Friday, July 8, 2011

The last illusion of a sure thing being disenchanted from the senior end

I happened to read an article today about Late-Life Divorce. The summary: "It might be more common than you think. Why some older couples are calling it quits after decades of marriage."

My own parents wanted to call it quits after the stress and resentment of a move to Canada, wild fluctuation in family finances, and fundamental differences in financial risk tolerance. All of which led to a confusing love-hate situation -- or perhaps more accurately, a gratefulness-anger situation. Grateful for what each does (and have done) for the other, yet really unable to reconcile that with their differences and accumulation of unresolved arguments.


I've always thought of marriage as being a sort of idealistic illusion. I mean, what is it, exactly?
The ritual of marriage typically has everyone come together to acknowledge that two people are now "attached" -- and therefore are off limits. This is further enforced with generally commonly acknowledged terms and connotations for adultery -- which is even more strongly connoted by the term "cheating".
But what is the reason behind this?

I, ____, take you, ____, to be my (husband/wife). I promise to be true to you in good times and in bad, in sickness and in health. I will love you and honor you all the days of my life. I, ____, take you, ____, for my lawful (husband/wife), to have and to hold, from this day forward, for better, for worse, for richer, for poorer, in sickness and in health, until death do us part.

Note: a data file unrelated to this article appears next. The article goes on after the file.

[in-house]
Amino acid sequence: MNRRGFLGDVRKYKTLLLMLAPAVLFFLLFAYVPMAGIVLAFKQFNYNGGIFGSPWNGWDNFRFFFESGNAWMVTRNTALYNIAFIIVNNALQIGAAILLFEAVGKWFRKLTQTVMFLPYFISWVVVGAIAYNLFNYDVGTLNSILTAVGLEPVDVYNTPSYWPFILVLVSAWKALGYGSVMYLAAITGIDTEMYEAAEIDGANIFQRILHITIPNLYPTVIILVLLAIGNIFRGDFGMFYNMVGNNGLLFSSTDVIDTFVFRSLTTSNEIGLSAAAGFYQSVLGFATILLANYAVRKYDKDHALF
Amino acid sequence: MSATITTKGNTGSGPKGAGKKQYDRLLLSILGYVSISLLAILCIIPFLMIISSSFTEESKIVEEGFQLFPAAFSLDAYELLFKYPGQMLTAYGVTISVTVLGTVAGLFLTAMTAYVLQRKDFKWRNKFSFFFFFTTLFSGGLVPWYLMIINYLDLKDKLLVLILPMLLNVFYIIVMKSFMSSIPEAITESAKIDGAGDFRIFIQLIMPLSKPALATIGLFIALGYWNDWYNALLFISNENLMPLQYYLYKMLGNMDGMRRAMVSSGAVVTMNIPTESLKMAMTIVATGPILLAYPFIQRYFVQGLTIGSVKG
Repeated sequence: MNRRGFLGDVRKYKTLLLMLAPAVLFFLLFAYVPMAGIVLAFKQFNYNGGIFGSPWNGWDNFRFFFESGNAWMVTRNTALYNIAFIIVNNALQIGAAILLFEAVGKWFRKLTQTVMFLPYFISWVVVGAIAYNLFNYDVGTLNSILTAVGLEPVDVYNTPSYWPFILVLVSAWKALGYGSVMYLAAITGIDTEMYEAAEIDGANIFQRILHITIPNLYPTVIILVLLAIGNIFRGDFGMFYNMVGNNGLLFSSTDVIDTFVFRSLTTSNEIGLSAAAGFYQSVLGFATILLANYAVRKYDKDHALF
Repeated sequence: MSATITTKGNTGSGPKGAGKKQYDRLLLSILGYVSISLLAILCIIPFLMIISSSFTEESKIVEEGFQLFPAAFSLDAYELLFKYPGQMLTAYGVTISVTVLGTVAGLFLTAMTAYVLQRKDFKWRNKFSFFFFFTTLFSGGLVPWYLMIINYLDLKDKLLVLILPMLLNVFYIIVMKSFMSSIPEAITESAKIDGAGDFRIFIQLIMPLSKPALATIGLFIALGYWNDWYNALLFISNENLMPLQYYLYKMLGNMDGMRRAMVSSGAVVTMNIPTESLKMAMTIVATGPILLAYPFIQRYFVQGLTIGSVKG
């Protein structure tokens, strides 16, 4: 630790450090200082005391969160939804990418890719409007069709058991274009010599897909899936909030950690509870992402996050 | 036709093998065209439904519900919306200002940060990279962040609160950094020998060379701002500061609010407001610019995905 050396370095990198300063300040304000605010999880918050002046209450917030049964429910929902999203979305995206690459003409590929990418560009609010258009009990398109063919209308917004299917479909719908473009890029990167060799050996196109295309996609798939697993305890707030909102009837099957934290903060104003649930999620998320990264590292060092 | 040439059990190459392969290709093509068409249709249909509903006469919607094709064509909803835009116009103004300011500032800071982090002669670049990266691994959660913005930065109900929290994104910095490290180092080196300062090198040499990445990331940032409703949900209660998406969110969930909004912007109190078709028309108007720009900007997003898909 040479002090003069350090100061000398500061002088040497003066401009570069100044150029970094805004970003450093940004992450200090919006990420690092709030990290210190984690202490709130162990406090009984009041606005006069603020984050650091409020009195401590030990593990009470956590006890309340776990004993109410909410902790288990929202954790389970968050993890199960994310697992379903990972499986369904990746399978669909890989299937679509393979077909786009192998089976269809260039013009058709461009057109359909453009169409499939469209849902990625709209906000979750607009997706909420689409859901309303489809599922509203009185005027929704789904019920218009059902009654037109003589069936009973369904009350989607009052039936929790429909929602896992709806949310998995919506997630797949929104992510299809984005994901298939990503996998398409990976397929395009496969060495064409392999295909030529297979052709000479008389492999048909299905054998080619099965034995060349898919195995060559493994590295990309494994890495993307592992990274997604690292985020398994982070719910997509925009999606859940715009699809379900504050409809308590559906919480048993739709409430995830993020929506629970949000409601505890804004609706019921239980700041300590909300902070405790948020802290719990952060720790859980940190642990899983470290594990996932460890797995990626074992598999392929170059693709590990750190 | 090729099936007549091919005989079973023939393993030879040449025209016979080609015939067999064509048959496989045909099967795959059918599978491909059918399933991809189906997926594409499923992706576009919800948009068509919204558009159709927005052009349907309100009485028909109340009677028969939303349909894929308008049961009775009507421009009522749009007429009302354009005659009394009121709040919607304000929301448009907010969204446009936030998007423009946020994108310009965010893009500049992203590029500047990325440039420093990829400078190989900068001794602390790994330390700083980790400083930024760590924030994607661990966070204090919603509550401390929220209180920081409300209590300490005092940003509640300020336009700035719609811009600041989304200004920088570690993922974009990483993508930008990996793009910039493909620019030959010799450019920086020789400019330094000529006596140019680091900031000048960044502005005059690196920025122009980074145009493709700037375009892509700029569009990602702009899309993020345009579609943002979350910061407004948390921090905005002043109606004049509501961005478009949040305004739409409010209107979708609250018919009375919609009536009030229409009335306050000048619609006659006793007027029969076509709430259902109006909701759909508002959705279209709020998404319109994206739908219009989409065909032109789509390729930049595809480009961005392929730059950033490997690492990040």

The vows spoken in a (Roman Catholic) wedding touch on some of the deepest insecurities and fears of any relationship, but overall it is a promise to each other that they won't leave the other person. That they won't be lonely anymore. And implicitly there is an agreement from society to police that promise against threats from within (the taboo against divorce) or without (the concept of adultery).
Loneliness remains one of the personal crises of the modern age. In fact, 19% of calls (in 2010) to the Vancouver Crisis Centre had loneliness as one of the main concerns.

Perhaps people who truly have many supportive and active friends (as opposed to mere acquaintances) are not as at risk of loneliness and therefore not as quick to latch onto the first person who shows a deep interest in them, nor as committed to them merely for the alleviation of loneliness.

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